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An attendant at the Harvard Museum of Comparative Zoology sprayed mace at two visitors from Trinidad after a brief verbal altercation on Saturday afternoon.
The visitors, a couple and their grown son, declined to press charges against the attendant. The mace was only directed at the father and son. The family left the country yesterday.
The incident occurred after one of the visitors tried to gain access to the third floor of the museum, according to Harvard police Sgt. William K. Donaldson.
"[The main from Trinidad] attempted to walk up the stairs to the third floor display without paying the admission," Donaldson said, quoting from a police report filed by Officer Joseph Dwyer. "The attendant at the desk called him, informing him he could not proceed without paying."
After climbing halfway up the stairs, the man said he wanted to see what was on the next floor and the attendant called security, Donaldson said.
"Words were exchanged between both parties with profanities used by both," Donaldson said. "The challenged party made a statement and then there was an exchange of personal insults." Donaldson refused to disclose the statement made by the visitors.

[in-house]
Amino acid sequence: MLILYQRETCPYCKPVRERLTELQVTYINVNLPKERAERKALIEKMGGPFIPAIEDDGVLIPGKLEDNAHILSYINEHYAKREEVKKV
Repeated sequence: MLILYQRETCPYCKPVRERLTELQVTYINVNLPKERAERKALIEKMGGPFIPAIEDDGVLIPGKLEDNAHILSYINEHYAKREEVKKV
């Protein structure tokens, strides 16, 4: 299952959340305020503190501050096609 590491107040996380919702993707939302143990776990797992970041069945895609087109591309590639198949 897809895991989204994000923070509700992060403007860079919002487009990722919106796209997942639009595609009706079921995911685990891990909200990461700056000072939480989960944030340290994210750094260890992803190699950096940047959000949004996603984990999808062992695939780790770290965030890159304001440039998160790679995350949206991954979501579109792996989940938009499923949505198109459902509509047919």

When the visitors exited the building, the attendant left the admissions desk and followed them down to the door, Donaldson said. "More words were exchanged at the door and the attendant sprayed mace on the challenged party and son," the police report said. "All three entered the museum which is when the police arrived."
Donaldson said he does not know if anyone was hit by the mace. "What's a mystery to me is that the report doesn't say any medical attention was rendered," Donaldson said. "Usually if somebody is hit by [mace] they have to have their eyes washed out."
Police on the scene made no arrests, Donaldson said. "Since [the incident] involves a Harvard employee, the attendant, it's sort of under investigation," he said. "I think there will be a follow-up investigation which will determine whether the employee went beyond what his job requires."
The incident was recorded in the police blotter as an assault and battery.
The visitors did not have time to pursue the issue, Donaldson said. "However, they did want the matter brought to the attention of the administration of the museum," he said.
Agassiz Professor of Biological Oceanography James J. McCarthy, who is director of the museum, said last night that he did not know anything about the incident.
Donaldson said he believes the mace was the personal property of the attendant.
The sergeant said he did not know if the mace used in the assault was legal in Massachusetts.
"I would surmise that [the mace] was his own," Donaldson said. "I don't think [the museum] supplies mace to their employees."
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